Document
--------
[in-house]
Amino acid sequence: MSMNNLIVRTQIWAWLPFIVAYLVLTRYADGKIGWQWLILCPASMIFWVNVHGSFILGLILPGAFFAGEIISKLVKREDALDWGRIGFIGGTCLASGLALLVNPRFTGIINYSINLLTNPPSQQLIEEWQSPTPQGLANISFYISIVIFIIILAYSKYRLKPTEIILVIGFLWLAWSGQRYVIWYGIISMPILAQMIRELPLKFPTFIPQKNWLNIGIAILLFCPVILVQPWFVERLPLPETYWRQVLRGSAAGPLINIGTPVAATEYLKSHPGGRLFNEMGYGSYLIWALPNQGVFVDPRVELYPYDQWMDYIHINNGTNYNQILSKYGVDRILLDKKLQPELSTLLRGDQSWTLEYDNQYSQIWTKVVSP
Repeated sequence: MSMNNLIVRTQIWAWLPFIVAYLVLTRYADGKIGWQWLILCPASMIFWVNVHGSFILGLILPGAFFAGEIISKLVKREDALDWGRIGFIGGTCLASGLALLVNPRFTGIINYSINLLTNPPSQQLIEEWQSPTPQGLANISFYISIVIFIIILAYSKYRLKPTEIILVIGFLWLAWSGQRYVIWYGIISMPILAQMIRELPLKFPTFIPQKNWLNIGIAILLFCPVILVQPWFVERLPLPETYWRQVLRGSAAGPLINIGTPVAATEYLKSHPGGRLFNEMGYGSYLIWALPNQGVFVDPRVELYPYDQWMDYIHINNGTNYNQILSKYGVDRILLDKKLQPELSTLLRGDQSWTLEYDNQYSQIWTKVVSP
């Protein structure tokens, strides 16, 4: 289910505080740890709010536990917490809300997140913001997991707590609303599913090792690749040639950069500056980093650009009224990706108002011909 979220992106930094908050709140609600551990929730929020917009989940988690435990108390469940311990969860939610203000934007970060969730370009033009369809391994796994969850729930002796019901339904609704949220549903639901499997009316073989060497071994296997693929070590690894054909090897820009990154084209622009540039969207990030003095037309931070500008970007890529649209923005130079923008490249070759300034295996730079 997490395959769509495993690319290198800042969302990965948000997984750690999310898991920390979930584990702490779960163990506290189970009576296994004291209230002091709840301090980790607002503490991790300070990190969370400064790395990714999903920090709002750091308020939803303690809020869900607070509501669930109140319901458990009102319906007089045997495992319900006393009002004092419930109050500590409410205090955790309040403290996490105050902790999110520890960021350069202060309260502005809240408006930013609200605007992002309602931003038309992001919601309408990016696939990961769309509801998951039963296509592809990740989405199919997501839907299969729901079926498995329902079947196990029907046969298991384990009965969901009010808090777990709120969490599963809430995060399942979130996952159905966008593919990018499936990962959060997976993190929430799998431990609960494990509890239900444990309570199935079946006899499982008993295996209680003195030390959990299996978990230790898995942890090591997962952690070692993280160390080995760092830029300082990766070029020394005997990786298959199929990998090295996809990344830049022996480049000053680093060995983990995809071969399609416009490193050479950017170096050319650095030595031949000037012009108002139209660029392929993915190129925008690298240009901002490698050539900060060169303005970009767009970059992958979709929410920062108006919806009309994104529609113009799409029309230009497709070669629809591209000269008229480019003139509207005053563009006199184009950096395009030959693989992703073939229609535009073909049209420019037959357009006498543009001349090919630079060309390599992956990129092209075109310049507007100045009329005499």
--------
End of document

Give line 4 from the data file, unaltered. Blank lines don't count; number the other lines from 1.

């Protein structure tokens, strides 16, 4: 289910505080740890709010536990917490809300997140913001997991707590609303599913090792690749040639950069500056980093650009009224990706108002011909 979220992106930094908050709140609600551990929730929020917009989940988690435990108390469940311990969860939610203000934007970060969730370009033009369809391994796994969850729930002796019901339904609704949220549903639901499997009316073989060497071994296997693929070590690894054909090897820009990154084209622009540039969207990030003095037309931070500008970007890529649209923005130079923008490249070759300034295996730079 997490395959769509495993690319290198800042969302990965948000997984750690999310898991920390979930584990702490779960163990506290189970009576296994004291209230002091709840301090980790607002503490991790300070990190969370400064790395990714999903920090709002750091308020939803303690809020869900607070509501669930109140319901458990009102319906007089045997495992319900006393009002004092419930109050500590409410205090955790309040403290996490105050902790999110520890960021350069202060309260502005809240408006930013609200605007992002309602931003038309992001919601309408990016696939990961769309509801998951039963296509592809990740989405199919997501839907299969729901079926498995329902079947196990029907046969298991384990009965969901009010808090777990709120969490599963809430995060399942979130996952159905966008593919990018499936990962959060997976993190929430799998431990609960494990509890239900444990309570199935079946006899499982008993295996209680003195030390959990299996978990230790898995942890090591997962952690070692993280160390080995760092830029300082990766070029020394005997990786298959199929990998090295996809990344830049022996480049000053680093060995983990995809071969399609416009490193050479950017170096050319650095030595031949000037012009108002139209660029392929993915190129925008690298240009901002490698050539900060060169303005970009767009970059992958979709929410920062108006919806009309994104529609113009799409029309230009497709070669629809591209000269008229480019003139509207005053563009006199184009950096395009030959693989992703073939229609535009073909049209420019037959357009006498543009001349090919630079060309390599992956990129092209075109310049507007100045009329005499």